COVID-19 could also re-focus our attention on member-to-member interaction—community. The church building served as a kind of social platform. Community grew organically in that space. What spaces can we create in the COVID-19 era that encourage and foster that experience where people feel cared for, connected, and known? The pandemic took something away, but it doesn’t have to be the final word.
There are many encouraging examples of churches experimenting creatively, advocating for community. The best ideas seem to start with considering a congregation’s unique personality. All Saints’ Episcopal Church in the Ravenswood neighborhood of Chicago, for example, is a historic church that had a tradition of a monthly birthday and anniversary celebration. Once quarantine began, their tradition went online. People emailed a photo of themselves to a minister who compiled them into a photo montage that the church integrated into the Sunday morning livestream. The online context gave participants a chance to become more involved and see themselves and others in the online worship. The practice helped people feel connected to each other.
The efforts need not be high-tech, though. Some churches have retrieved old-fashioned approaches that communicate care in deeper ways. A church in New York arranged members into groups of about 15 and appointed leaders to check in with them, see if they needed prayer, food, or other supplies. While the pastoral staff may be unable to connect with every church member, dispersing the load catalyzes ministry to happen across the church body, not just from the head.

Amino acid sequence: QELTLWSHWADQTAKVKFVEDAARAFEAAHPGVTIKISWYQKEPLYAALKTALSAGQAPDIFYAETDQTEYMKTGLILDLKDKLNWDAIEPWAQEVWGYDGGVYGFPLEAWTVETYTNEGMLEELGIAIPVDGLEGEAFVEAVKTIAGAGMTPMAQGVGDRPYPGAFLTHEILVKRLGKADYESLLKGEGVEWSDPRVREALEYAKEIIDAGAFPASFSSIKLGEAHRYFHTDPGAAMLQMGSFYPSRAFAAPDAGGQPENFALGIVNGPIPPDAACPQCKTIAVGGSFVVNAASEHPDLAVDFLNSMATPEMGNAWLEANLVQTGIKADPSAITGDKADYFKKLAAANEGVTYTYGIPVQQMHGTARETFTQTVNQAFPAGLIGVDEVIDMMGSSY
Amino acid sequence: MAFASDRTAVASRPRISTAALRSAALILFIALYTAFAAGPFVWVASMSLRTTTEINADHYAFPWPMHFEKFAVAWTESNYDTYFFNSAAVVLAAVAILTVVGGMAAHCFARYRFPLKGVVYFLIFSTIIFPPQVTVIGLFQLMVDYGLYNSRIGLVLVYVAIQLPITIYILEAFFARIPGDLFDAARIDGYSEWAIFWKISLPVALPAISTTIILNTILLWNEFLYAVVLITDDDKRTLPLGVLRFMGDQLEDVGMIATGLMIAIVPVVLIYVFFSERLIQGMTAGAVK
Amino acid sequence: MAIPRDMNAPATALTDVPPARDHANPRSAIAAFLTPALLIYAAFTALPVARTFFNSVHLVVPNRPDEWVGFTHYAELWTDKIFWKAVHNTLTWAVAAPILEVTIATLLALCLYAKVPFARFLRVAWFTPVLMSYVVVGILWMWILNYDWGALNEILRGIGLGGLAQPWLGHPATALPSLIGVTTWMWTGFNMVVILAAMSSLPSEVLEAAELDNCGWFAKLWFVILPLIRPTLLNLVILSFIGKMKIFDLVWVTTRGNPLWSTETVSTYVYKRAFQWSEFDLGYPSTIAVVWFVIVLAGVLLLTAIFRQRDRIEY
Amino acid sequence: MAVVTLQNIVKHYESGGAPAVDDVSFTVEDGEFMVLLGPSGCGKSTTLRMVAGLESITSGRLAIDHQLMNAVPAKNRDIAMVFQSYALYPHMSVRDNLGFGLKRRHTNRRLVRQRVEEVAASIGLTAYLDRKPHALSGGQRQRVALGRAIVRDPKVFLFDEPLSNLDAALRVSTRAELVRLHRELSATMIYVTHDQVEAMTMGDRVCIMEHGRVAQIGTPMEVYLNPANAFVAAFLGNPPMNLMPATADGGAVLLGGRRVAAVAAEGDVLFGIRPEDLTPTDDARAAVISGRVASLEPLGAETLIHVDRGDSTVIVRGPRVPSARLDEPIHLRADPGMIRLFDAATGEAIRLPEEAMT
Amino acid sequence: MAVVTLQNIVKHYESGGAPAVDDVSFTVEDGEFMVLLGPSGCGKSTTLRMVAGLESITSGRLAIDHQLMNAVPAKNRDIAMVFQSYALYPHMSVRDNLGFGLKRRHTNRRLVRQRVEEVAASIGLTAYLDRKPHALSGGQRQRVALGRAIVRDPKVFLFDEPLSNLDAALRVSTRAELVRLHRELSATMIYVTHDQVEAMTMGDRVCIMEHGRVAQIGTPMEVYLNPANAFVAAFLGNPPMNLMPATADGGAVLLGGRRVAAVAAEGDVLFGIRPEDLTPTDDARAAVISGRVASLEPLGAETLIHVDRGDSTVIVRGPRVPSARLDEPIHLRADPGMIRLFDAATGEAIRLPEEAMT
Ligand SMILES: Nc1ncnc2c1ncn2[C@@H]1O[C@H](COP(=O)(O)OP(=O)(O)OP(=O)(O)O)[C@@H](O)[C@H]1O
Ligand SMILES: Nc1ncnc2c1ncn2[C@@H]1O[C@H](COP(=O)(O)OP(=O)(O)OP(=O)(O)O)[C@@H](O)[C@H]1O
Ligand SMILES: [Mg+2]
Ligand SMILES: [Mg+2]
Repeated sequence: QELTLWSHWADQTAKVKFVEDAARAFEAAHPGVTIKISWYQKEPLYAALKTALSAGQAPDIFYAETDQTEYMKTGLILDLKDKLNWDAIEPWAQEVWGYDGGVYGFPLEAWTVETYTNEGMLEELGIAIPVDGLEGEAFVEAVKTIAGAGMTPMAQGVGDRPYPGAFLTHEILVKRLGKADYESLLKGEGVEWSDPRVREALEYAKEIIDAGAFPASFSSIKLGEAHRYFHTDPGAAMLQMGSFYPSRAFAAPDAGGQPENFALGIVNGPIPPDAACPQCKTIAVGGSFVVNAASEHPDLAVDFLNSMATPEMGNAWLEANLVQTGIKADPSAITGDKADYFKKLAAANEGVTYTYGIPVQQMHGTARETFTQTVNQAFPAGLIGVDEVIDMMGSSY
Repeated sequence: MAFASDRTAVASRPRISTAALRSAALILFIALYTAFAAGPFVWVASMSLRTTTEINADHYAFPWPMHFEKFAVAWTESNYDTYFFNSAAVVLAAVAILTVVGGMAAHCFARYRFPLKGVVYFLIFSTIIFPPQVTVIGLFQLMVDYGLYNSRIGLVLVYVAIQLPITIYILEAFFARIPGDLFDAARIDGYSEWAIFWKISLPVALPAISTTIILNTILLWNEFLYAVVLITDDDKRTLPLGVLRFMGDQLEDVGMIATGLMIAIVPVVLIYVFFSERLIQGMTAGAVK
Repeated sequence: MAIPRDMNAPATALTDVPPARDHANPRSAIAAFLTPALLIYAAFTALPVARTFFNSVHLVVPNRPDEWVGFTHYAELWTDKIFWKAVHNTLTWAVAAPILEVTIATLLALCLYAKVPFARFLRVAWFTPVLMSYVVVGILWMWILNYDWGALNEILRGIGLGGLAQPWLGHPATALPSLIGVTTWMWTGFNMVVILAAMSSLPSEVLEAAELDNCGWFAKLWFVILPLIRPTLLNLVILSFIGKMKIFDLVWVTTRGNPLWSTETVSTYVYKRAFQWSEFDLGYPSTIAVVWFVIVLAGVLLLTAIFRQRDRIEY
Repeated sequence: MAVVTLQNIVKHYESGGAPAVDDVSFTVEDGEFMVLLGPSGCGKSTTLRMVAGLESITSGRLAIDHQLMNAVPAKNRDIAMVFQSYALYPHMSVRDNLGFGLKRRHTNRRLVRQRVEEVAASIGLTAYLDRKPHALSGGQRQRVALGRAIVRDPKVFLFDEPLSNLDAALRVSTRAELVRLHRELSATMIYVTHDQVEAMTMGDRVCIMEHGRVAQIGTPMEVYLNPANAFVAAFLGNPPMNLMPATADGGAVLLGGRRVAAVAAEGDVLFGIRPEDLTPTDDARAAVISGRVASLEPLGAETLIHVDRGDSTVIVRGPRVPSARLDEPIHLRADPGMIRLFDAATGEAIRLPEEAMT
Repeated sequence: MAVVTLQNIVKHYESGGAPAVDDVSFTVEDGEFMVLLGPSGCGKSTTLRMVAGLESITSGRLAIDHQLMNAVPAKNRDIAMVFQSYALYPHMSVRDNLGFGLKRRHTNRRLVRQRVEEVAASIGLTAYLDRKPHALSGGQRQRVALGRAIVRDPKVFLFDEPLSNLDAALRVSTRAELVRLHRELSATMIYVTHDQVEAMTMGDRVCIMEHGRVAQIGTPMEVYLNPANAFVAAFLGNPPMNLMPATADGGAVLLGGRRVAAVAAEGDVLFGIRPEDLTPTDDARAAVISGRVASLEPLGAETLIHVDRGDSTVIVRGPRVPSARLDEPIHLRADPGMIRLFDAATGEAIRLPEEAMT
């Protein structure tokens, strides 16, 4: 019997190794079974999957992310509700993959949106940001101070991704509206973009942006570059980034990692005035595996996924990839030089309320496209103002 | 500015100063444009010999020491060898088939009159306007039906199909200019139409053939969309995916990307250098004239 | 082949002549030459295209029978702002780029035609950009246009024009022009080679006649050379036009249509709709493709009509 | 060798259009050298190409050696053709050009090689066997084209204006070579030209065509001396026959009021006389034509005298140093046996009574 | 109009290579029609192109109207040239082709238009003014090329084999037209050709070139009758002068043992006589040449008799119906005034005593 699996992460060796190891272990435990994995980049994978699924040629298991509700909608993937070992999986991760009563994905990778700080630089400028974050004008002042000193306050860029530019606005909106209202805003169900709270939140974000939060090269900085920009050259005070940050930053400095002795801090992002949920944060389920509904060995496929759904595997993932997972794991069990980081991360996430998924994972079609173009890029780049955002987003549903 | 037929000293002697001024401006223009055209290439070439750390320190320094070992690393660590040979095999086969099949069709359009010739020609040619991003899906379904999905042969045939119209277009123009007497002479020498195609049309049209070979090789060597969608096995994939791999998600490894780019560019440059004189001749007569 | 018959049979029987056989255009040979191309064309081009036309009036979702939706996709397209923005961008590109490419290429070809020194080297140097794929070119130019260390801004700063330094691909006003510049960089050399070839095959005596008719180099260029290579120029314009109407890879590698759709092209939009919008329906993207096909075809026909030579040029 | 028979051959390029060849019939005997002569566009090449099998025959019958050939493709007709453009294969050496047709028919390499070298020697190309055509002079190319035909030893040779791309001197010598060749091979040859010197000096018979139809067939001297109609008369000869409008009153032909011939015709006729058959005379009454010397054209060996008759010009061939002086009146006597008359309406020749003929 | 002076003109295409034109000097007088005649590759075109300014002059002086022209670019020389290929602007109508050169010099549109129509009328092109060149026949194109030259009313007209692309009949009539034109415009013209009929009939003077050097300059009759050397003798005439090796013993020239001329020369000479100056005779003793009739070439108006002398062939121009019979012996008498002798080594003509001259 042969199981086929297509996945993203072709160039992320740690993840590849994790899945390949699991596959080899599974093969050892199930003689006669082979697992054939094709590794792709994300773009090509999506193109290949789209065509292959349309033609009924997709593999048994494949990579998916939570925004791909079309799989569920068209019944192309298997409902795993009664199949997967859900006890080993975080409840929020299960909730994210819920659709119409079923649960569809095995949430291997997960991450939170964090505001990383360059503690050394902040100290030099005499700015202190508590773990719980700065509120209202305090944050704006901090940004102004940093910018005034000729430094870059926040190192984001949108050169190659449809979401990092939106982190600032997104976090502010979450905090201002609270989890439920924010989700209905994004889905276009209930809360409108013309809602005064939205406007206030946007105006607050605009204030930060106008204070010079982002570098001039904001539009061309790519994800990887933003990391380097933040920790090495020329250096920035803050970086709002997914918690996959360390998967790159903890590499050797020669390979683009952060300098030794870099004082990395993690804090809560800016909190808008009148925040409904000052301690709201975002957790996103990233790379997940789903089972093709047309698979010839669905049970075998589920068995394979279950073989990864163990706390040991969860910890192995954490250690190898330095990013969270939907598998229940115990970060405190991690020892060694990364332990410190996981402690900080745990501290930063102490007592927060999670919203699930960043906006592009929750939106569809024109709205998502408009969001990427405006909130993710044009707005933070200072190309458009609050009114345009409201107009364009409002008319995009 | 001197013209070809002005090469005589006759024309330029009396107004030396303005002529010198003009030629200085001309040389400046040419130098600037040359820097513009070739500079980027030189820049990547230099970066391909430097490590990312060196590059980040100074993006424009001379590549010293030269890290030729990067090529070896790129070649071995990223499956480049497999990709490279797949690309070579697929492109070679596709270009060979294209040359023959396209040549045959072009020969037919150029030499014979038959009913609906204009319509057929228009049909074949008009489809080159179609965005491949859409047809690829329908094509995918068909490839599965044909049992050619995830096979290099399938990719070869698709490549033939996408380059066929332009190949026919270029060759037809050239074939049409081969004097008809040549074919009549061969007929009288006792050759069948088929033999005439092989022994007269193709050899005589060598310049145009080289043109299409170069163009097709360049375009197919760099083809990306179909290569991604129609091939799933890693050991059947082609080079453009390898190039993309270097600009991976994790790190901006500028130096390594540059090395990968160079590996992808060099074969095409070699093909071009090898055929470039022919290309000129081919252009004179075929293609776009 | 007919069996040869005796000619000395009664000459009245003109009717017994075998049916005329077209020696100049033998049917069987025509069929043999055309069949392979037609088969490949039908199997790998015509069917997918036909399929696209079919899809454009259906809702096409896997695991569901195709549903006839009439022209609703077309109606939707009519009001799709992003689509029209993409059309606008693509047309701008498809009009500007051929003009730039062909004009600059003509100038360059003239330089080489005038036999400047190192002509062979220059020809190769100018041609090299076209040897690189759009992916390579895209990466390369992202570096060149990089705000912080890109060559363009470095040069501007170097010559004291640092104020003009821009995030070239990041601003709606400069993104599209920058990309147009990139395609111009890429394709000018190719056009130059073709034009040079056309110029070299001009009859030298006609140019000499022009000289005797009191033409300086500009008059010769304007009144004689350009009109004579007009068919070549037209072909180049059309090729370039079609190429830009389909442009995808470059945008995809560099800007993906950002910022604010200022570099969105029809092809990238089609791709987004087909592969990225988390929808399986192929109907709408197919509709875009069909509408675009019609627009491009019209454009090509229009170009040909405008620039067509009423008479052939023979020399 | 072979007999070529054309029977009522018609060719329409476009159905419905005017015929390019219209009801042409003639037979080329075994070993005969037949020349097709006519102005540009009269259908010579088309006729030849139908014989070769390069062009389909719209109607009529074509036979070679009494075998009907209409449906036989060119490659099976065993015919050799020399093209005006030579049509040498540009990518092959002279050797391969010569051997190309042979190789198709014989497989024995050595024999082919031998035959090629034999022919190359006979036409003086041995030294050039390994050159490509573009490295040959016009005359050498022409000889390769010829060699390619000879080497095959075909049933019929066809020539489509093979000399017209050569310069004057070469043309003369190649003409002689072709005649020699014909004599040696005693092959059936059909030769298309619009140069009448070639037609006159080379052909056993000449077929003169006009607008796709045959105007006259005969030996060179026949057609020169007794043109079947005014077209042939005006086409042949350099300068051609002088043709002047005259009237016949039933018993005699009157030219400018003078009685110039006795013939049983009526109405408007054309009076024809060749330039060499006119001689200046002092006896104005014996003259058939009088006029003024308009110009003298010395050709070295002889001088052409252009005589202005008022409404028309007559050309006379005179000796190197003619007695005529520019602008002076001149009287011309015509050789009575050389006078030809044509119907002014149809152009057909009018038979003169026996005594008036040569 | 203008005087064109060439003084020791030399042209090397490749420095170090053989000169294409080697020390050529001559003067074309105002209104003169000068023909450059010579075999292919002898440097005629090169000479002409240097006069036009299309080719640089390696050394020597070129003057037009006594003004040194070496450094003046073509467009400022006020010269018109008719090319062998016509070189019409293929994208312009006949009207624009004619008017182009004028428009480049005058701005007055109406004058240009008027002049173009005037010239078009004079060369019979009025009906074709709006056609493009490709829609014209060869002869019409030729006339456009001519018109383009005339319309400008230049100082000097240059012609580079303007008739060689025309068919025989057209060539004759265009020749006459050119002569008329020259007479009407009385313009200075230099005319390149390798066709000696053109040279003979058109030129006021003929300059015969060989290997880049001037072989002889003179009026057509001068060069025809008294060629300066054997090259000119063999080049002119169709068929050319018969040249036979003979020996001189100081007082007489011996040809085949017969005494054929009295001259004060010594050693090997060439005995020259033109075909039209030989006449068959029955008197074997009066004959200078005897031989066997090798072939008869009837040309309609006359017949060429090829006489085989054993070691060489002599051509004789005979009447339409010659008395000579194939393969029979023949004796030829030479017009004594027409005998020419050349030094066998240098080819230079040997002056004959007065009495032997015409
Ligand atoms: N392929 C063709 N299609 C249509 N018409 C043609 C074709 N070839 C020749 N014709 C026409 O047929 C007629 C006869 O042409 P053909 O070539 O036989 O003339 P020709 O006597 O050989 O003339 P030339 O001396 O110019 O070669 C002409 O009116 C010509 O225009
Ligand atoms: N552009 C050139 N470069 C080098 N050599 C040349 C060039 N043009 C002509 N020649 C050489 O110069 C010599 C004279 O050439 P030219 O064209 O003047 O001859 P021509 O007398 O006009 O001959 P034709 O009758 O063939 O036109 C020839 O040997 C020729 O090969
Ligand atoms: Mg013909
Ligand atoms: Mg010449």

A Baptist church in South Carolina invited members to write letters to nursing home residents who are unable to have visitors and feeling especially lonely. The extra effort of these mailed letters communicates well beyond the simple written words. Again, by simply organizing a creative plan, church leaders could mobilize members to minister outside of the sanctuary.
In Moose Jaw, Saskatchewan, one church printed and posted signs inviting people to call or email for any need. While some respondents needed physical provisions, others feeling lonely just called to chat or ask for prayer. Another area church offered spiritual directors who could provide “compassionate listening” to anyone who called. And a third, like the church in New York, organized a phone tree, which, like the mailed letter, communicated more than a simple text or group email.
There are probably as many ideas for fostering community as there are communities. The point is that COVID-19 is an invitation for churches’ creativity. As a friend of mine likes to remind me, “In the midst of devastation, there’s an opportunity for innovation.” It’s a timely word for the church in an unprecedented time.